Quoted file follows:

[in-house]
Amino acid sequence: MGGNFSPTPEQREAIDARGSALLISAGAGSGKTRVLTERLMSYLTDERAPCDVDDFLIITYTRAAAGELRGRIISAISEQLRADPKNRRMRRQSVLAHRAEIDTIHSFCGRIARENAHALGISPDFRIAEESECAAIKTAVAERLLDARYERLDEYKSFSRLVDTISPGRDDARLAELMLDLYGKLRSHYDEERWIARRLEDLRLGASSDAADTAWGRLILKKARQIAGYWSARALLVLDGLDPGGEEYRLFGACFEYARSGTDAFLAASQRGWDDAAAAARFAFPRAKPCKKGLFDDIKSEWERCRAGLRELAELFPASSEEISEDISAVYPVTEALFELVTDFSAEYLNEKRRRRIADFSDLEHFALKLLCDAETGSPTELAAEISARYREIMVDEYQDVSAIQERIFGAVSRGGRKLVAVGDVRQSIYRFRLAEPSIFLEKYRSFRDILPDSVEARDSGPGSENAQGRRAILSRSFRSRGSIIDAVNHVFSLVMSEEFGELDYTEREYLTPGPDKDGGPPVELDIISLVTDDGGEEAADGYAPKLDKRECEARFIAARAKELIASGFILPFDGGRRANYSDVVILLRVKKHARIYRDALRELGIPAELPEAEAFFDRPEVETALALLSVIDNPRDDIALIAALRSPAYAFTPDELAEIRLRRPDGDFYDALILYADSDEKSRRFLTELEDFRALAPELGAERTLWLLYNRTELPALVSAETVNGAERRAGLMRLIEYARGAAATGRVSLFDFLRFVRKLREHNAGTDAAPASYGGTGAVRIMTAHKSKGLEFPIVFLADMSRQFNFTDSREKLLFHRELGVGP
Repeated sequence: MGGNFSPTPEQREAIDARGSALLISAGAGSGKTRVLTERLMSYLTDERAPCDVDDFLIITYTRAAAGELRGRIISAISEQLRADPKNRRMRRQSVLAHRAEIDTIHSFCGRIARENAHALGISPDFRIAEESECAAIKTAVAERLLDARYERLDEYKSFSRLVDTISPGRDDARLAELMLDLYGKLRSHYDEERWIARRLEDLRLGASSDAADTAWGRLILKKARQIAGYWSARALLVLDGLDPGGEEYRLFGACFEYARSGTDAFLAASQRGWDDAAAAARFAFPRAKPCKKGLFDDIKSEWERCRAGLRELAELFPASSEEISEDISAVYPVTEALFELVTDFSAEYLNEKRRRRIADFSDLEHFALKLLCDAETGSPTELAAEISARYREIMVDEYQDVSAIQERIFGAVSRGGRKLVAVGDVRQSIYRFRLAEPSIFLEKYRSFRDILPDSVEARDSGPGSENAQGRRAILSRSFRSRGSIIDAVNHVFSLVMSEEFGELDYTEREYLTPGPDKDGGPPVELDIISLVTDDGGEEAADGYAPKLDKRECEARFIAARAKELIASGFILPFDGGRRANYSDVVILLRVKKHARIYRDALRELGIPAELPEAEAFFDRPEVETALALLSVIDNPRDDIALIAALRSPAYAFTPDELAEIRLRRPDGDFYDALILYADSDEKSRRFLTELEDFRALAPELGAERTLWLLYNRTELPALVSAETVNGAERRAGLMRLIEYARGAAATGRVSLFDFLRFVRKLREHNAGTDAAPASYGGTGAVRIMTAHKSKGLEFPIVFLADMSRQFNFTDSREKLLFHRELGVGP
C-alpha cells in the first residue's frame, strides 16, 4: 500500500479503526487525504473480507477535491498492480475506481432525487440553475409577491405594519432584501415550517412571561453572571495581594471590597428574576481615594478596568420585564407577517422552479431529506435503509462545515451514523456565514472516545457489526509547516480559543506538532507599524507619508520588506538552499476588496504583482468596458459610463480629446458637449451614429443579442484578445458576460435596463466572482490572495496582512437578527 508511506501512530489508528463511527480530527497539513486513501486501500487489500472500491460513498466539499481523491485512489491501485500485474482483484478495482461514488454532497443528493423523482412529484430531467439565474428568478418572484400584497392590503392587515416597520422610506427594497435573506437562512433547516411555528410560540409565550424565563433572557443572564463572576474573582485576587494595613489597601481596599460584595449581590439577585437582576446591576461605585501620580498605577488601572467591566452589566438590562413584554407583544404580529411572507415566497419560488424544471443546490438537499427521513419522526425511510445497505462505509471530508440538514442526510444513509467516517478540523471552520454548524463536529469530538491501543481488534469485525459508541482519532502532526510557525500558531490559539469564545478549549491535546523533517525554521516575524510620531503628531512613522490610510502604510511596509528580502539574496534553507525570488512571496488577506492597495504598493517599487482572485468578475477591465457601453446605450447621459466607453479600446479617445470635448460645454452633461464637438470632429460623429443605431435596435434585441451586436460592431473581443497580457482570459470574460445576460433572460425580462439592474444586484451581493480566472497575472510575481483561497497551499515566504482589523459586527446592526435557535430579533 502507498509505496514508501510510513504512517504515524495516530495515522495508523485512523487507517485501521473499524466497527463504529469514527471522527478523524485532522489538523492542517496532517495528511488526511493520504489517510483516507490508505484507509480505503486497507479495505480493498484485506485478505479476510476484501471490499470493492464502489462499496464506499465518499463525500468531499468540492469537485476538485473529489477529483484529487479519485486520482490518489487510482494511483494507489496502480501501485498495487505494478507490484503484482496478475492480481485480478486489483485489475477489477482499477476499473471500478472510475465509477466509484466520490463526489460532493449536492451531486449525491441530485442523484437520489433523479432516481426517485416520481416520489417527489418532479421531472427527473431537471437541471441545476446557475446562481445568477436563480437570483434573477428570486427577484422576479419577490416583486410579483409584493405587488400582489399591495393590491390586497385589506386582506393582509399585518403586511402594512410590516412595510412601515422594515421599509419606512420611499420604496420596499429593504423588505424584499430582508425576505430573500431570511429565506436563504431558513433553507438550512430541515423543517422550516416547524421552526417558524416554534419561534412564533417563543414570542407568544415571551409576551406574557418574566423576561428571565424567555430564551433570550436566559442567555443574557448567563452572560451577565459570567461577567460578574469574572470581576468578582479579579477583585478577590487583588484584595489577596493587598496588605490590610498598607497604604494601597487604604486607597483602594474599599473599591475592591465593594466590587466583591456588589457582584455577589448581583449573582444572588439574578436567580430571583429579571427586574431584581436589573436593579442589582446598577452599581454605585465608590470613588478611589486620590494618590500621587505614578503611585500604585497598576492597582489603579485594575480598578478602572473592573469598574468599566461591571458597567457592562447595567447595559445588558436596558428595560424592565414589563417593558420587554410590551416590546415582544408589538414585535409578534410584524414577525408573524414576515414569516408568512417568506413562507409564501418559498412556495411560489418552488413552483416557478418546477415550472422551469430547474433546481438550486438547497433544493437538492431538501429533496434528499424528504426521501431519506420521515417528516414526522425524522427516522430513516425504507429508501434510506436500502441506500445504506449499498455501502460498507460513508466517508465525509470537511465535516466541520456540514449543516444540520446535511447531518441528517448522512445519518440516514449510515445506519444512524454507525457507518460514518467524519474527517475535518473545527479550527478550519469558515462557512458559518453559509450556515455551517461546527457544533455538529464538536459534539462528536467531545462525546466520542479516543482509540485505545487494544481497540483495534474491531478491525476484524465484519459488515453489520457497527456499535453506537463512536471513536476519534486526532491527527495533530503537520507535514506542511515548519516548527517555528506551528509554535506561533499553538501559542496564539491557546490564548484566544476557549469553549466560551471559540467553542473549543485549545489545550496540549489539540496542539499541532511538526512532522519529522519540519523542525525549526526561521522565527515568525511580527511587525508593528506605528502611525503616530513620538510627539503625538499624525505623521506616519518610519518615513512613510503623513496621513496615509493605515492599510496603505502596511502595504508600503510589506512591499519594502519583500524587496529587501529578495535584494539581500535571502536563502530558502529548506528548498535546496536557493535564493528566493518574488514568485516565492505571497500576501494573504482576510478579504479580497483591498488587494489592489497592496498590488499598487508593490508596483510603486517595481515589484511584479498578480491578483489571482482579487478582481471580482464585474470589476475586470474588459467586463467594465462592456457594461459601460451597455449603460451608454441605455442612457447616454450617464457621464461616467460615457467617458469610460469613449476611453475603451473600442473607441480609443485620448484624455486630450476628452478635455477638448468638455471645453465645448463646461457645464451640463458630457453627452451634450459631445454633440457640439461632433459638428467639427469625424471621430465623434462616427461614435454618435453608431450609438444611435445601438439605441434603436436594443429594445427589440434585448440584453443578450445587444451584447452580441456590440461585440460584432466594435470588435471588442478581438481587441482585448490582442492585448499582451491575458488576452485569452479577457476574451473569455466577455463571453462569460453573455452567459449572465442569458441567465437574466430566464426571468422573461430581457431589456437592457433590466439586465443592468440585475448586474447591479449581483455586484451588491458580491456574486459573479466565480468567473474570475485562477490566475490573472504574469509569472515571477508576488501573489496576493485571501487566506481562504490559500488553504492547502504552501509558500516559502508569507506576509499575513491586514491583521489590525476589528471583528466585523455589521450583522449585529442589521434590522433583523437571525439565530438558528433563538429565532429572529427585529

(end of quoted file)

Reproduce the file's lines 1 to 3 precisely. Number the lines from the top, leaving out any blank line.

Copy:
[in-house]
Amino acid sequence: MGGNFSPTPEQREAIDARGSALLISAGAGSGKTRVLTERLMSYLTDERAPCDVDDFLIITYTRAAAGELRGRIISAISEQLRADPKNRRMRRQSVLAHRAEIDTIHSFCGRIARENAHALGISPDFRIAEESECAAIKTAVAERLLDARYERLDEYKSFSRLVDTISPGRDDARLAELMLDLYGKLRSHYDEERWIARRLEDLRLGASSDAADTAWGRLILKKARQIAGYWSARALLVLDGLDPGGEEYRLFGACFEYARSGTDAFLAASQRGWDDAAAAARFAFPRAKPCKKGLFDDIKSEWERCRAGLRELAELFPASSEEISEDISAVYPVTEALFELVTDFSAEYLNEKRRRRIADFSDLEHFALKLLCDAETGSPTELAAEISARYREIMVDEYQDVSAIQERIFGAVSRGGRKLVAVGDVRQSIYRFRLAEPSIFLEKYRSFRDILPDSVEARDSGPGSENAQGRRAILSRSFRSRGSIIDAVNHVFSLVMSEEFGELDYTEREYLTPGPDKDGGPPVELDIISLVTDDGGEEAADGYAPKLDKRECEARFIAARAKELIASGFILPFDGGRRANYSDVVILLRVKKHARIYRDALRELGIPAELPEAEAFFDRPEVETALALLSVIDNPRDDIALIAALRSPAYAFTPDELAEIRLRRPDGDFYDALILYADSDEKSRRFLTELEDFRALAPELGAERTLWLLYNRTELPALVSAETVNGAERRAGLMRLIEYARGAAATGRVSLFDFLRFVRKLREHNAGTDAAPASYGGTGAVRIMTAHKSKGLEFPIVFLADMSRQFNFTDSREKLLFHRELGVGP
Repeated sequence: MGGNFSPTPEQREAIDARGSALLISAGAGSGKTRVLTERLMSYLTDERAPCDVDDFLIITYTRAAAGELRGRIISAISEQLRADPKNRRMRRQSVLAHRAEIDTIHSFCGRIARENAHALGISPDFRIAEESECAAIKTAVAERLLDARYERLDEYKSFSRLVDTISPGRDDARLAELMLDLYGKLRSHYDEERWIARRLEDLRLGASSDAADTAWGRLILKKARQIAGYWSARALLVLDGLDPGGEEYRLFGACFEYARSGTDAFLAASQRGWDDAAAAARFAFPRAKPCKKGLFDDIKSEWERCRAGLRELAELFPASSEEISEDISAVYPVTEALFELVTDFSAEYLNEKRRRRIADFSDLEHFALKLLCDAETGSPTELAAEISARYREIMVDEYQDVSAIQERIFGAVSRGGRKLVAVGDVRQSIYRFRLAEPSIFLEKYRSFRDILPDSVEARDSGPGSENAQGRRAILSRSFRSRGSIIDAVNHVFSLVMSEEFGELDYTEREYLTPGPDKDGGPPVELDIISLVTDDGGEEAADGYAPKLDKRECEARFIAARAKELIASGFILPFDGGRRANYSDVVILLRVKKHARIYRDALRELGIPAELPEAEAFFDRPEVETALALLSVIDNPRDDIALIAALRSPAYAFTPDELAEIRLRRPDGDFYDALILYADSDEKSRRFLTELEDFRALAPELGAERTLWLLYNRTELPALVSAETVNGAERRAGLMRLIEYARGAAATGRVSLFDFLRFVRKLREHNAGTDAAPASYGGTGAVRIMTAHKSKGLEFPIVFLADMSRQFNFTDSREKLLFHRELGVGP